ALSO READ | Deepika Padukone Says ‘If Mom Hadn’t Identify My Symptoms, I Don’t Know…’ While Discussing Mental Health

We need to observe ourselves when we write to each other on social media, or otherwise, on occasions such as birthdays. Of course we mean well when we wish a friend “Stay Happy”. The answer, of course, is one of the versions of “Thank You”. Such exchanges, while often deeply felt, are somewhat problematic. No one can stay happy. And that should be okay. But why not accept this reality more directly?

The quest for a permanent state of happiness is one of the main reasons why we live in denial and suffer more. Isn’t it appropriate to talk more about, for example, resilience and vitality? Shouldn’t we instead be striving for emotional growth?

As British philosopher Alain de Botton says, we are all broken in our unique ways, and this itself predisposes us to our fair or unfair share of misfortune. So, if we wish to get well soon, what’s plan B? What if the person becomes unhappy? By getting a better handle on our reality, our misfortunes become survivable and life more bearable. Unless we can embrace unhappiness and work on our lives, it will remain a challenge to feel happiness, even if it finds us.

We also have some frequently shared posts on Facebook from accounts posing as relationship counselors without much understanding of human psychology. They normalize toxic behavior and romanticize suffering. One of the viral posts shows the face of a crying woman and the caption roughly translates to: True love means waiting forever for the one who hurt you deeply and left.

Those who share and value such ideas may not realize that they give power to trauma-driven responses such as future-falsification, nonsense-fitting, and magical thinking of people gasping and crumbling us. On Instagram, hundreds of accounts called “Gulzar Ki Shayari” and such are pushing such falsehoods 24×7 to their massive following.

Recently, a tweet went viral. It showed a young child “falling in line” when his mother takes off one of her shoes and moves to hit him with it. Thousands of people “liked” the video, and many of them “humorously acknowledged” in the comment section that shoes have long been the most effective weapon for taking on naughty children. What almost went unacknowledged was that the post wasn’t funny at all.

ALSO READ | Refusal to recognize mental illness as a major problem for the well-being of the elderly: experts

Any threat of violence against children is not funny. It is because of such parental behavior that, for example, today we have many adults who use megalomania and other defenses such as addictions, from shopping to sex, to mask the inner shame, to somehow feel good about themselves. A crucial sign of children who have grown up with such oblivious parents, with an urge to control and resolve, is that they care too much about approvals from a large number of strangers, often on social media.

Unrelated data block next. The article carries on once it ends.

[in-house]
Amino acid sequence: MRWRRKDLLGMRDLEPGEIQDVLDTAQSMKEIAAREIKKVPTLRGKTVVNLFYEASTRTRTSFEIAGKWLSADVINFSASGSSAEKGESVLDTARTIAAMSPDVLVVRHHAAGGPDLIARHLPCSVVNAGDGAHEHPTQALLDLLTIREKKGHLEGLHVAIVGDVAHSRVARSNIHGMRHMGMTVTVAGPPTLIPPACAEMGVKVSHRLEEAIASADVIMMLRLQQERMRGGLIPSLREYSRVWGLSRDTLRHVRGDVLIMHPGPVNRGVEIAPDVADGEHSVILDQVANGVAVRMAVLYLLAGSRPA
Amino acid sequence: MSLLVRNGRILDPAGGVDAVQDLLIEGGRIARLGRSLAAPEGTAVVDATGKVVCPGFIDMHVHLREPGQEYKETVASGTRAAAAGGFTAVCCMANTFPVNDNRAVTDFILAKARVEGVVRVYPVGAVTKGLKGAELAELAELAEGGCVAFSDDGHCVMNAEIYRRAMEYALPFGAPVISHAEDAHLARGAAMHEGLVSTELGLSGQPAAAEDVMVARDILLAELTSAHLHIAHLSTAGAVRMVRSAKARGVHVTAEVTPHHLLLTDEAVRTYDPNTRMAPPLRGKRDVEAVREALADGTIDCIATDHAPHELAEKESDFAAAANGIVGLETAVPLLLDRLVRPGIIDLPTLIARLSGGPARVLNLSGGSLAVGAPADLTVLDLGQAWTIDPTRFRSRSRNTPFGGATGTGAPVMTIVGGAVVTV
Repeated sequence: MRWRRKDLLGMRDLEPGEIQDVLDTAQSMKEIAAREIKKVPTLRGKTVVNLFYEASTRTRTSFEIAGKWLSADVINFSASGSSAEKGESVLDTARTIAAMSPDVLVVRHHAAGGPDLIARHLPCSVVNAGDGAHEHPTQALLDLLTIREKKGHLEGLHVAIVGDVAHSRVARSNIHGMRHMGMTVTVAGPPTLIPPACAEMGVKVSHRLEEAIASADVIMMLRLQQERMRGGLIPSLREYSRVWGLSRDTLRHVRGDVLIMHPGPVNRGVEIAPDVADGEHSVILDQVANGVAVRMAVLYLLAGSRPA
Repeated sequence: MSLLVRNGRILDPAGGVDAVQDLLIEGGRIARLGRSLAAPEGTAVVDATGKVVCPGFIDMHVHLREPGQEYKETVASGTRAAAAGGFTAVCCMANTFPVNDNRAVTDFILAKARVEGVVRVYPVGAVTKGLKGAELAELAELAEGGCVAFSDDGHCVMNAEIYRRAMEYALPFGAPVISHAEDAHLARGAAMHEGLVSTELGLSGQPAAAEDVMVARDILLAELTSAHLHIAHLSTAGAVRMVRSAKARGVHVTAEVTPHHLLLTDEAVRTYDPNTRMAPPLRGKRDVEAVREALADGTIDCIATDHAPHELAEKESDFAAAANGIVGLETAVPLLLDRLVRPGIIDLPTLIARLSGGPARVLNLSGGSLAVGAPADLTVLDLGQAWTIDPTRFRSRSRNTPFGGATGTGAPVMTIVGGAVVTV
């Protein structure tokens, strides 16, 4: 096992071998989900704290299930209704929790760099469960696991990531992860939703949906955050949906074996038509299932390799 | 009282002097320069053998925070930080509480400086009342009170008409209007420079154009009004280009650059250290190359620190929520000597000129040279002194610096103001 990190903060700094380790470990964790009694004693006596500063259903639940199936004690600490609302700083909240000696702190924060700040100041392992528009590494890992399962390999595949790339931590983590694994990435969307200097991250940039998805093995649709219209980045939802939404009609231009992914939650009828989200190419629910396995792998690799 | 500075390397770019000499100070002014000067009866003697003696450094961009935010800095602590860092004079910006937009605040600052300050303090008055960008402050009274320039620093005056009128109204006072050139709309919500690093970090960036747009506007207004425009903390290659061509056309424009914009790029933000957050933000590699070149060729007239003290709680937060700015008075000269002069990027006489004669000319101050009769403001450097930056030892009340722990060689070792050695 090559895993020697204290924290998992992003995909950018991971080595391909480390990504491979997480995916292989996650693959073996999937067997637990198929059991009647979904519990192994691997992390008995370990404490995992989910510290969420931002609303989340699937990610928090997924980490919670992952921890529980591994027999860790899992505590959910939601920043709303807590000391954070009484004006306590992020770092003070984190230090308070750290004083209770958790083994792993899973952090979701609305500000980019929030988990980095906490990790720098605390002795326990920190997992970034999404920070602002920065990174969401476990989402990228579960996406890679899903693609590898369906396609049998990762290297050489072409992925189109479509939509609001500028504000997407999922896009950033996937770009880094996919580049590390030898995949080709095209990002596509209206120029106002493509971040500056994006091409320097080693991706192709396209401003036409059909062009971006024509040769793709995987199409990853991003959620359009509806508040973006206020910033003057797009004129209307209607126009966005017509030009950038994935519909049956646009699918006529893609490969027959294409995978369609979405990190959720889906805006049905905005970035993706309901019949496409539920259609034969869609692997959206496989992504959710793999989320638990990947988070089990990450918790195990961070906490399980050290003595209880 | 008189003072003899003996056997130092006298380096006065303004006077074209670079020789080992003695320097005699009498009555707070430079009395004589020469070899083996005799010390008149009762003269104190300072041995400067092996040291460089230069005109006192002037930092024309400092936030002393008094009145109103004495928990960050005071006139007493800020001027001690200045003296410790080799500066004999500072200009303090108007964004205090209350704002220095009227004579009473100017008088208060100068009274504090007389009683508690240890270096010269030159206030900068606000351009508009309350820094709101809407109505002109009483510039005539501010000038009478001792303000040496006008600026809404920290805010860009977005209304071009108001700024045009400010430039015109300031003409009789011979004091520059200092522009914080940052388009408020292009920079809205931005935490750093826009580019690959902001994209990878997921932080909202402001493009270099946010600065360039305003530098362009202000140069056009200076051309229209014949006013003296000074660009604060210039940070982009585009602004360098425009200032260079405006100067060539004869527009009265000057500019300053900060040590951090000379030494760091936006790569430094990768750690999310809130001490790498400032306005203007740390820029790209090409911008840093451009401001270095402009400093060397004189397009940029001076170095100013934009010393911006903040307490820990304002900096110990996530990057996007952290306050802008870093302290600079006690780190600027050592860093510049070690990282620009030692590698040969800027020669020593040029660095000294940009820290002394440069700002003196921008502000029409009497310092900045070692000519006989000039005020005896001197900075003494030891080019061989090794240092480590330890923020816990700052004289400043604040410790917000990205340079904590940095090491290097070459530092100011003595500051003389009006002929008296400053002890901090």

Social media motivational quotes are now an industry on social media. Many of them are like addictive self-medication that only makes symptoms worse. Take this infamous one: “Never declare yourself. Your friends don’t need it and your enemies won’t believe it.” We can use such messages to justify our defenses, but what they fail to show us is that sulking is a self-destructive, confusing mix of intense anger, our desire to be understood and, at the same time, our equally intense commitment to direct communication.

As Alain de Botton says, this dangerous ideal, the promise of wordless understanding and mind-reading, can be traced back to our childhood when we were not skilled enough to communicate our pain. But our worlds have changed, and so should we. We can make a start by looking beyond our sulking adult selves to accept and forgive the disappointed, angry, unspoken child in us.

Many social media “influencers” also tell people about the importance of self-love. But the opposite of unconscious self-loathing, which usually results from neglect and abuse, is not self-love. Self-love has the danger of turning into a narcissistic, defensive mask. The ideal should be self-acceptance and acceptance of aspects of life that are out of our control. Likewise, the opposite of depression is not joy. It is vitality and resilience. And the opposite of fear is not always being calm. The ideal should be not to be concerned about our worries.

What these random social media posts do is take out the rest of the essence in us and push unnecessary, unscientific and illogical gyan on mental wellbeing, making us feel even worse. What Buddha said centuries ago, and which few Instagram scrolls talk about today, still holds true and can help us stay healthy in an insane world: Life is painful.

And it’s the painfully deserved insights into who we really are and who we’ve been until now that can make our lives more meaningful.